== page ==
>> Tuesday, August 19, 2014
Never, ever, mix business with pleasure...
Lia Mantovani has created one of the hottest restaurants on Chicago’s Magnificent Mile, but all that could disappear if she loses her lease with Kelly Properties. Having had her dreams ripped away from her before, she’ll do everything in her power to keep her restaurant. Her fate hangs on the whims of the frustratingly handsome Adam Kelly.
Adam has spent years trying to convince world famous chef Amadeus Schlittler to open a restaurant in Chicago, but he wants the prime location held by Lia. Business has always come first… until sparks fly when Adam meets her. When things get hot outside the kitchen, though, they’re both in danger of getting burned.
I mainly read this one because another of McHugh's books came to my attention. The Heart's Game sounded interesting, with its robotics engineer heroine and "gamer-geek" hero. However, when I looked it up on amazon I noticed that book 1 in the series was free, so I thought I'd read that one first and see how I liked McHugh's voice.
Lia Mantovani is a chef whose innovative take on classic Italian cooking has made her restaurant a success in a very short time. She's managed to sublet a venue in a really exclusive and gourmet part of town, and since the original contract is coming to an end, she's looking forward to renewing the lease. With the restaurant doing so well, there shouldn't be an issue.
And there wouldn't be if Adam Kelly, the guy who runs the company that owns the property, didn't have other plans for the venue. Adam's been courting an international celebrity chef, and the latter demands a great venue in the very area Lia's restaurant is in before he'll deign to consider Adam's offer. Unfortunately for Lia, her restaurant is the only one amongst Adam's tenants in the area that has a lease ending soon.
The meeting where Adam breaks the news to Lia isn't made any less awkward by the fact that, until that very moment, neither had realised that the other was the person they'd met the night before. Adam's mother had won a meal cooked by Lia in the winner's own home in a charity auction, and Adam and his brothers were there too. Instant chemistry, followed by a make-out session in Adam's yacht that didn't end up in a one-night-stand only because a policeman decided to check everything was ok (brandishing a very bright searchlight).
This didn't start well. It was all instant infatuation and really heavy and constant mental lusting, which just felt forced. Their actions (at Adam's mother's, with all the other brothers smirking at what was clearly about to happen) felt inappropriate and uncomfortable, rather than hot. And then Lia's reaction the next day when Adam turned up at her restaurant felt just as inappropriate, when she was much too explicit about her sex life to her employees.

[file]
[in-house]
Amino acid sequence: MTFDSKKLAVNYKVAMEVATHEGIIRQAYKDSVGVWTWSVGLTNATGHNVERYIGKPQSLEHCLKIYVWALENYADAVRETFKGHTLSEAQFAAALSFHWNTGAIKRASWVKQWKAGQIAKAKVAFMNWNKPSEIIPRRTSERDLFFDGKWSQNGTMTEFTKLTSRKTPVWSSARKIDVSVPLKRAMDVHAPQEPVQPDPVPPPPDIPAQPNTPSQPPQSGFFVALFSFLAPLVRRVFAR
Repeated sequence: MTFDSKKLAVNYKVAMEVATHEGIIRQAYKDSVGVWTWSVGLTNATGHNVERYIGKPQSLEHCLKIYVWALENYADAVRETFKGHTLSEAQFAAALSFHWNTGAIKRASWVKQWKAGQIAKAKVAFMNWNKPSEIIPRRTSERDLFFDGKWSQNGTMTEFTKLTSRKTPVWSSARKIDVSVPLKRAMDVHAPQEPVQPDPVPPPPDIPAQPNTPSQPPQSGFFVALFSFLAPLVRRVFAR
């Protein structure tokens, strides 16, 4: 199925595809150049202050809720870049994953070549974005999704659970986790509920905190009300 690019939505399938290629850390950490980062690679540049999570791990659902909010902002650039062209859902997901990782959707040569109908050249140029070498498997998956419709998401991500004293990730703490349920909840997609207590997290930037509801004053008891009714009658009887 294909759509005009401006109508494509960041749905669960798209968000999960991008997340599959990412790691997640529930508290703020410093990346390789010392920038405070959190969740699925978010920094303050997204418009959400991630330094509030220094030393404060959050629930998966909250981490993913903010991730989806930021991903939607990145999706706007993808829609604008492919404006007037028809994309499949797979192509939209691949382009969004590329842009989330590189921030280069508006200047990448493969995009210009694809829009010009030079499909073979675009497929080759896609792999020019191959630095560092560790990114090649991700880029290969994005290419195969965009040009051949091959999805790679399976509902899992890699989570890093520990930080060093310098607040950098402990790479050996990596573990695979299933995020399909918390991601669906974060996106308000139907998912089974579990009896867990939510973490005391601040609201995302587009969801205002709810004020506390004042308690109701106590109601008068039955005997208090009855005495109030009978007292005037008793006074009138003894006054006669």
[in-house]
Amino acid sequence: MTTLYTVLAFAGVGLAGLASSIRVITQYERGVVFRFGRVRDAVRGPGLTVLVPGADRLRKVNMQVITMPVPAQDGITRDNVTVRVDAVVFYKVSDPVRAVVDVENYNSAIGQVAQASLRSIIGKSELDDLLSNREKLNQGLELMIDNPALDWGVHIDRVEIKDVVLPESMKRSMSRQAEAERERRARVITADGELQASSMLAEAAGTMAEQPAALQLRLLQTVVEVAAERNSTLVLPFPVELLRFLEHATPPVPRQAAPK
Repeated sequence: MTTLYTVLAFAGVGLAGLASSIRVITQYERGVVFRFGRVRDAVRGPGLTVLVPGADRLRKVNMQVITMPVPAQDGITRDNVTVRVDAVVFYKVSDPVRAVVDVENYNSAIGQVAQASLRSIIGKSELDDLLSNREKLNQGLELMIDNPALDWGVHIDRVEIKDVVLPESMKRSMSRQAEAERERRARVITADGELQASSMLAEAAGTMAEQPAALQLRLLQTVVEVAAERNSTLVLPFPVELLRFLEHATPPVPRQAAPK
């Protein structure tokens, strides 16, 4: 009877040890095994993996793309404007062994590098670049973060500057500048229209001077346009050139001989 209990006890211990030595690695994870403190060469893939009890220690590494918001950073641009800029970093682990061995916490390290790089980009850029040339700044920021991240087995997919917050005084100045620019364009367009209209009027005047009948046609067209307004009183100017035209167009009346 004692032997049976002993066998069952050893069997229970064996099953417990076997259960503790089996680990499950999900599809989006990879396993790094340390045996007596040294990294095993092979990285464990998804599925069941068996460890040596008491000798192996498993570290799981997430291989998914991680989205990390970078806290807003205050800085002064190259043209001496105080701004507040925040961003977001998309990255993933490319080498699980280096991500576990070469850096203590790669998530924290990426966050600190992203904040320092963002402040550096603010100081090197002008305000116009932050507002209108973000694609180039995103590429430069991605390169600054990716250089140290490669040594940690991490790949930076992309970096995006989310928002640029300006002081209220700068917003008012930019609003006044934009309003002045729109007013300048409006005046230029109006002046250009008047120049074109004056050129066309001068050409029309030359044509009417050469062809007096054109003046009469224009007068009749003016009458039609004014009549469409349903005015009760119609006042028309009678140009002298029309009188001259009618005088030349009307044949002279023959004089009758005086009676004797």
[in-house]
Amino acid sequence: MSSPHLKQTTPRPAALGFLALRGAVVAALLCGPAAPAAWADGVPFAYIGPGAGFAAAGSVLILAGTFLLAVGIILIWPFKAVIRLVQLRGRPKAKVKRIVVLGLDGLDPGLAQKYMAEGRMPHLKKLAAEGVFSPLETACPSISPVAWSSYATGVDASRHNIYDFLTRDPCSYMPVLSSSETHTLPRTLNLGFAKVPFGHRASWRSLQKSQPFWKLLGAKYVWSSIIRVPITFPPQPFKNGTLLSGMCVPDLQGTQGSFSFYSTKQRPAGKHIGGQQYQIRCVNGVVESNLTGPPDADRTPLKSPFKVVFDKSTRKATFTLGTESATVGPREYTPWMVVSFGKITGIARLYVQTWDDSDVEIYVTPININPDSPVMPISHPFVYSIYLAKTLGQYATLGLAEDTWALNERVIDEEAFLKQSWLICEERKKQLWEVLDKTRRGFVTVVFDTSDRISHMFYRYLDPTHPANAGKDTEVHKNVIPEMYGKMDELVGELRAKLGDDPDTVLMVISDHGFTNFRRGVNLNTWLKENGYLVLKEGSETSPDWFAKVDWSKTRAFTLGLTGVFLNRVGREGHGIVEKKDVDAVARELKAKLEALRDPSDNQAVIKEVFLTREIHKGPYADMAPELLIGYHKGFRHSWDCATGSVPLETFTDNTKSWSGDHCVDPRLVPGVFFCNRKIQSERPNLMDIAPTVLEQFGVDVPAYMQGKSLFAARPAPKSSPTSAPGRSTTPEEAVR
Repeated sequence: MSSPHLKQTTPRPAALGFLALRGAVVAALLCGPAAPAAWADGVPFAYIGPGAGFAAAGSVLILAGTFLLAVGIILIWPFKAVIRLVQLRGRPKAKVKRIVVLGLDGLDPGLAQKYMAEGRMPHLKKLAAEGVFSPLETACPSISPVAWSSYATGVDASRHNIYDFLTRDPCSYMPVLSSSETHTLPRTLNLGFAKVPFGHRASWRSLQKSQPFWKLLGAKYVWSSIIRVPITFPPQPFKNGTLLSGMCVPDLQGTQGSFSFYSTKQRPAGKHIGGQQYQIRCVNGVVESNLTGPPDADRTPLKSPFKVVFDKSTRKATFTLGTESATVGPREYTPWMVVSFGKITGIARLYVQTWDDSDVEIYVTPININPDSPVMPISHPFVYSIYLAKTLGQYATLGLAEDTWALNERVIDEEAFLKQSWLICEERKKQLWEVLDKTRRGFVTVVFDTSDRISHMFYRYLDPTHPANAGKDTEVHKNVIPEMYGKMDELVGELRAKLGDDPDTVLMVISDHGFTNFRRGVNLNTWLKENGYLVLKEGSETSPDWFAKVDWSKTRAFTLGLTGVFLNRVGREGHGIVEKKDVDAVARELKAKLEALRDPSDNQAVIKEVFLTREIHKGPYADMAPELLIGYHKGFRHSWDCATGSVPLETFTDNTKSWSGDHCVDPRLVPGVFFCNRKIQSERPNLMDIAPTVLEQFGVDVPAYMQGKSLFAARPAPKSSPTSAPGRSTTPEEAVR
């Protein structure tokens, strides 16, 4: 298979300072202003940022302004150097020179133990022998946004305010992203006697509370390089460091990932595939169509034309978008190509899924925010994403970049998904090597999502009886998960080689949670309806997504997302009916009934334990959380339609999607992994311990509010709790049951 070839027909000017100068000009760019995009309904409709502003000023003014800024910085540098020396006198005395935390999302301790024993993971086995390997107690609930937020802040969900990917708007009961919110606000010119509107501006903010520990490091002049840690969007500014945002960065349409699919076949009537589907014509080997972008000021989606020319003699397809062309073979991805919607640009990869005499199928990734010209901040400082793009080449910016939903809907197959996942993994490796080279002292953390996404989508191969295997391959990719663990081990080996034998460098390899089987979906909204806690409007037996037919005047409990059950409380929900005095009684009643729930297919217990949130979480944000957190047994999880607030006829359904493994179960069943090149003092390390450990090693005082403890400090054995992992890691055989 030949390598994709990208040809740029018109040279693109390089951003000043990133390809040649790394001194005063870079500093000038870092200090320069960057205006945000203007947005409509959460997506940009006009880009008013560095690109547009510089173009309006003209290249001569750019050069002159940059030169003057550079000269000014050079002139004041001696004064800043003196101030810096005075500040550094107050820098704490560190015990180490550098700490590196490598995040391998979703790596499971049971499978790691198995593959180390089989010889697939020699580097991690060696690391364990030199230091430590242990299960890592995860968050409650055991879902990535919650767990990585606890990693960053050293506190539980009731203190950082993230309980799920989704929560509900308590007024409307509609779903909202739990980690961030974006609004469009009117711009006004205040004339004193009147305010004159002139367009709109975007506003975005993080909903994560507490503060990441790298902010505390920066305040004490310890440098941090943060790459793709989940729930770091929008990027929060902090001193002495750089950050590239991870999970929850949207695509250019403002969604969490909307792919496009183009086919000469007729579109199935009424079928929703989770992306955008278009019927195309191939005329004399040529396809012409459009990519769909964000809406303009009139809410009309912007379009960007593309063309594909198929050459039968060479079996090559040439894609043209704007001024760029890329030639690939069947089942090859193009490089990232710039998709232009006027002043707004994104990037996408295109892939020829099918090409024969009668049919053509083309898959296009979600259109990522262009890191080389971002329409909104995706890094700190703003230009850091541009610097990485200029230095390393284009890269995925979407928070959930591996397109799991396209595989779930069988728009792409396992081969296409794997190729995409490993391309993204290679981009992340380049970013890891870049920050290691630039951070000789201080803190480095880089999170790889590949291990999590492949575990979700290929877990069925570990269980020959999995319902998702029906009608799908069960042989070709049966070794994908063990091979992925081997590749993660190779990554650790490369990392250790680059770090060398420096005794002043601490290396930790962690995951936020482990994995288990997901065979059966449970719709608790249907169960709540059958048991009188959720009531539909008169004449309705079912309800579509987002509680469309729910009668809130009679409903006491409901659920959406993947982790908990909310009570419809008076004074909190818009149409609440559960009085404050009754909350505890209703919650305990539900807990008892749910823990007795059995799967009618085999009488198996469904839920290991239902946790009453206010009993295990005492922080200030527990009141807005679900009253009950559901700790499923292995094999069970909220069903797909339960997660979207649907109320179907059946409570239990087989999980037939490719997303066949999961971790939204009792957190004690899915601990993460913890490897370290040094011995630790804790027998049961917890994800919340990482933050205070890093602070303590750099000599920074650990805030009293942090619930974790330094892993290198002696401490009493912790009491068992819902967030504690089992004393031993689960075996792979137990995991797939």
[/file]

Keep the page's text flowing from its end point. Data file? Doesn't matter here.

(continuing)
Things improved a bit afterwards, though. There were a few things that could have turned into Big Misunderstandings, but Adam and Lia actually talked about them and cleared things up, which I found refreshing (no, the lady who came for dinner with Adam wasn't a date, but a friend who happens to be a food critic, and no, Lia didn't try to poison Adam on purpose; she didn't know he was allergic to prawns. She just thought he disliked them and thought she'd prove how good she was by using them to cook a wonderful dish he'd love).
But for all that, I never really connected with the characters and the romance. It didn't help that the plot about the restaurant was really badly done (the scene where the asshole Austrian chef pitches a fit in Lia's restaurant was a particularly preposterous moment, and so was the "Board meeting" afterwards). I was getting bored and annoyed in equal measures. It's a short book and I was already two thirds in, so I probably would have finished it if I hadn't got to a particular scene that made me instantly delete the book from my kindle.
It's not something huge or offensive. It will probably sound picky to some of you, but it's something that I felt embodied the type of exagerated silliness that I was finding here (and also kind of illustrated the direction in which so many contemporaries are going and which I detest). So, Adam and Lia are looking at a photograph of all the Kelly brothers, and Adam tells her about them. First of all, there are 7, which seems like a really calculated sequel-bait thing that felt completely manipulative (strangely, I never got annoyed like this with Julia Quinn for having 8 Bridgertons). And then Adam tells Lia what they do: a pro hockey player, a pilot in the Air Force, a surgeon, the lead singer in a hot, multi-platinum rock band, a professional American football player, and then the one who's Hollywood's hottest leading man and heartthrob. Oh, and finally Adam, Mr. Big Deal businessman, running the multi-million family business. Oh, FFS, give me a break. It's the calculated WTFery and the obvious romance novelist focus-group nature of the list that made me so annoyed and turned me off completely. Nope, not for me.
Shame, because some of the elements of the story had potential (and I approved of McHugh's pairing of steak with chimichurri with an Argentinian Malbec). Not enough for me to want to bother finishing this, though.
MY GRADE: A DNF.